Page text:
More to read: 4 Reasons people avoid seeking counseling (and why they don’t hold up) 

Most often the pornography use is really the symptom of much deeper issues. It becomes a coping mechanism to deal with the pain of deep emotional wounds. Until the root causes of those wounds are identified and healed, no true sobriety can be achieved. Thus, a comprehensive recovery program is necessary for true healing.  

Is getting free of porn addiction then smooth sailing? Or are stalls common in the recovery process? If so, why?

Stalls are very common in recovery. I often say progress in recovery is a matter of “two steps forward and one step back.” Recovery is a process and there will be slips along the way. Deep emotional wounds are often uncovered that must be dealt with.  This can be very painful and can take a while to address and heal. This can lead to slips. “Slip” stands for Short Lapse In Progress.  When a person has a slip, we can use it as a learning tool to help them further identify the roots of their addiction and to achieve a deeper level of healing. Eventually the slips disappear. The key is to not get discouraged if the recovery process doesn’t go as fast or smoothly as one would like. With patience and perseverance, one can succeed in recovery!

I know that you, together with Integrity Restored and a number of other clinicians, are hosting a Men’s Intensive Weekend in September … is there something that is more effective about spending a concentrated couple of days working on this issue, rather than many sessions that are spread out?

By participating in an intensive workshop, a person can achieve in three days what would normally take three to six months of weekly counseling to achieve. It’s a great jumpstart into recovery. This makes it more economical. It’s also helpful for those who may feel they have stalled in recovery and need more encouragement to get the process moving again. By interacting with others in the workshop, participants learn they are not alone and receive valuable support and encouragement. Through interactive teachings and small group activities, participants learn about pornography/sexual addiction, the root causes of their addictions, and begin to develop an effective personalized recovery program. They will have the tools to successfully continue on their recovery journey after they leave the workshop.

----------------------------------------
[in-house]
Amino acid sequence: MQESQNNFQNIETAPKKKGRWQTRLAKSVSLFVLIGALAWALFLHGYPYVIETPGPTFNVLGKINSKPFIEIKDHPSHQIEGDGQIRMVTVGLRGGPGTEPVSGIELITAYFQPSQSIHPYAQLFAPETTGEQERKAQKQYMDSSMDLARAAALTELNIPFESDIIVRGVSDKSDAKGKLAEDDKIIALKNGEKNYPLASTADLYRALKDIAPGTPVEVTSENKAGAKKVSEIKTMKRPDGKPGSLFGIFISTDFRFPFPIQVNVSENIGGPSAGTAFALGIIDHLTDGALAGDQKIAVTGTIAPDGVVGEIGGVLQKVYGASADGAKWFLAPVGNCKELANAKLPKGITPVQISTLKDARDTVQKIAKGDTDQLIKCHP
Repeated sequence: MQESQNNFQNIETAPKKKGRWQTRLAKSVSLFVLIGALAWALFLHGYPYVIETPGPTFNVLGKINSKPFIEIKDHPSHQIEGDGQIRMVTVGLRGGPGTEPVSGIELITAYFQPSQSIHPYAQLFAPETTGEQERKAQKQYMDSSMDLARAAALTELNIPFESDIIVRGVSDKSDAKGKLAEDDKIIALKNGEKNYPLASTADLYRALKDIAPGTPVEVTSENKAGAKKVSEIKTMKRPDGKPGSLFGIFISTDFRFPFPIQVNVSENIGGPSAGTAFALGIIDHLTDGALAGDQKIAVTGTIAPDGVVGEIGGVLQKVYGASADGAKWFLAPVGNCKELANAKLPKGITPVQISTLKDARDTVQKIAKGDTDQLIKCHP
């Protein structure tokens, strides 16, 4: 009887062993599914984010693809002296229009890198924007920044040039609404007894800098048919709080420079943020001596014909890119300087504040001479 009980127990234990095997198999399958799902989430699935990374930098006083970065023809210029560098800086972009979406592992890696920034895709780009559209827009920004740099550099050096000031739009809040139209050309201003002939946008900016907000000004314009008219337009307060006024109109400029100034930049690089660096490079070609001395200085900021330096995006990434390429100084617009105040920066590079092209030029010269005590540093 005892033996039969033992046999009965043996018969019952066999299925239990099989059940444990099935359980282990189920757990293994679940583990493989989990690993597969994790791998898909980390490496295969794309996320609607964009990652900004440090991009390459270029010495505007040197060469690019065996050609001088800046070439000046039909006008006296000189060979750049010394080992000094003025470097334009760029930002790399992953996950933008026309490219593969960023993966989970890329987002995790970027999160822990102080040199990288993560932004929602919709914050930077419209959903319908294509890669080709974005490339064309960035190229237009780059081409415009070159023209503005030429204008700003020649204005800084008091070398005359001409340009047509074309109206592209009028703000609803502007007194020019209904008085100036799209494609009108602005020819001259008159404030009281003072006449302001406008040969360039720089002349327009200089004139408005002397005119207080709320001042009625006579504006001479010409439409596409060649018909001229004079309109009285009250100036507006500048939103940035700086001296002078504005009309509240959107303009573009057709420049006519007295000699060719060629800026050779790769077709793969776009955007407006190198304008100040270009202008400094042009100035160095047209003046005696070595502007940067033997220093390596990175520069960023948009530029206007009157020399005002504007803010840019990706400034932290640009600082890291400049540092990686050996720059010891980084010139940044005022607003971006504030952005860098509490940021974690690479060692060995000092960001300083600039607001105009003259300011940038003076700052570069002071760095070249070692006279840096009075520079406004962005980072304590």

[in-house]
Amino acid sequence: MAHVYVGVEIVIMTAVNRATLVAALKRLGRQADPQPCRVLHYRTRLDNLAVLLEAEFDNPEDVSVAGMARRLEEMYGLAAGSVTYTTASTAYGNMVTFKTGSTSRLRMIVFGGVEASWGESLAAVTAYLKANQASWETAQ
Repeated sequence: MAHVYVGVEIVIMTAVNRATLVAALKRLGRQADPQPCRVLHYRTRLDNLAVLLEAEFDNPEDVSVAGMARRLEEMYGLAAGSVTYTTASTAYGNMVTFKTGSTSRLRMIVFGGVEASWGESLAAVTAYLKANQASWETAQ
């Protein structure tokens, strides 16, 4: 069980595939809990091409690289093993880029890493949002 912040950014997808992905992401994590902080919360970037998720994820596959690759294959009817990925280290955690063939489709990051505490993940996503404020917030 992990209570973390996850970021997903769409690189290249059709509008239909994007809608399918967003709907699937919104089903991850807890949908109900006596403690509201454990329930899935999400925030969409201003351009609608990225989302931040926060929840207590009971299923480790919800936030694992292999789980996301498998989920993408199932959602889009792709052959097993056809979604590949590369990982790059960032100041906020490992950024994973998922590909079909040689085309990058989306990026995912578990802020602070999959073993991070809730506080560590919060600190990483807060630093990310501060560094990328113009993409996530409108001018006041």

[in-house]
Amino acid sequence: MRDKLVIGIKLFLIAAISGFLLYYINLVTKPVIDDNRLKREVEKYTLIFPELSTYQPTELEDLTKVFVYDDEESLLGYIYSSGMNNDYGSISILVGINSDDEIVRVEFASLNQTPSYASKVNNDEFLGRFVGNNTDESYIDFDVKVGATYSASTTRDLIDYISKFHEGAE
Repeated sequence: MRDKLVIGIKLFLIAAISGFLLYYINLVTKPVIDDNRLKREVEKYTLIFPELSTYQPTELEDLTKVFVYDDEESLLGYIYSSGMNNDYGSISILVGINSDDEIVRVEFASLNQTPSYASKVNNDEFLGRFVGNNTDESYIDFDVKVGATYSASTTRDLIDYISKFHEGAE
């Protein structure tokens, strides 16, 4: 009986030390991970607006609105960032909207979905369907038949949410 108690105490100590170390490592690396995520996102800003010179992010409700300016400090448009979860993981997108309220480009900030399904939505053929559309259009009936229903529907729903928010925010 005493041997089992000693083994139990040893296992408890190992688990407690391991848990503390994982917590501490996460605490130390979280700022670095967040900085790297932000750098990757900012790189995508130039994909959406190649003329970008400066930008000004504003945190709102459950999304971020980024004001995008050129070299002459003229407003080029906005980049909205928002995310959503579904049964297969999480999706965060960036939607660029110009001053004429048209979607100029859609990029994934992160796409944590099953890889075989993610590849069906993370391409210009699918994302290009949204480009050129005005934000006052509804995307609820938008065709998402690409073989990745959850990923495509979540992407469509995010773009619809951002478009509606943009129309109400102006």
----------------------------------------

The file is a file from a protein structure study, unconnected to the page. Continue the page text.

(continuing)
What sort of tangible changes have you seen in people’s lives?

I have worked with many men who have attended intensive workshops for pornography/sexual addiction. They leave the workshop with a clearer understanding of what pornography/sexual addiction is, its root causes, and what a comprehensive recovery program entails. They have greater insight into the specific roots of their addictions and what healing is needed in their lives. They come away with a stronger confidence in their ability to overcome their addiction. They are often excited about recovery and are not afraid to reach out for help. They realize they are not bad people trying to be good. They are sick people trying to get well.  They have the humility and courage to succeed in recovery.

More to read: Four Secrets to Sexual Healing 

For more information about Dr. Kleponis’s upcoming Intensive Workshop, visit here. For more resources on healing from pornography, visit integrityrestored.com.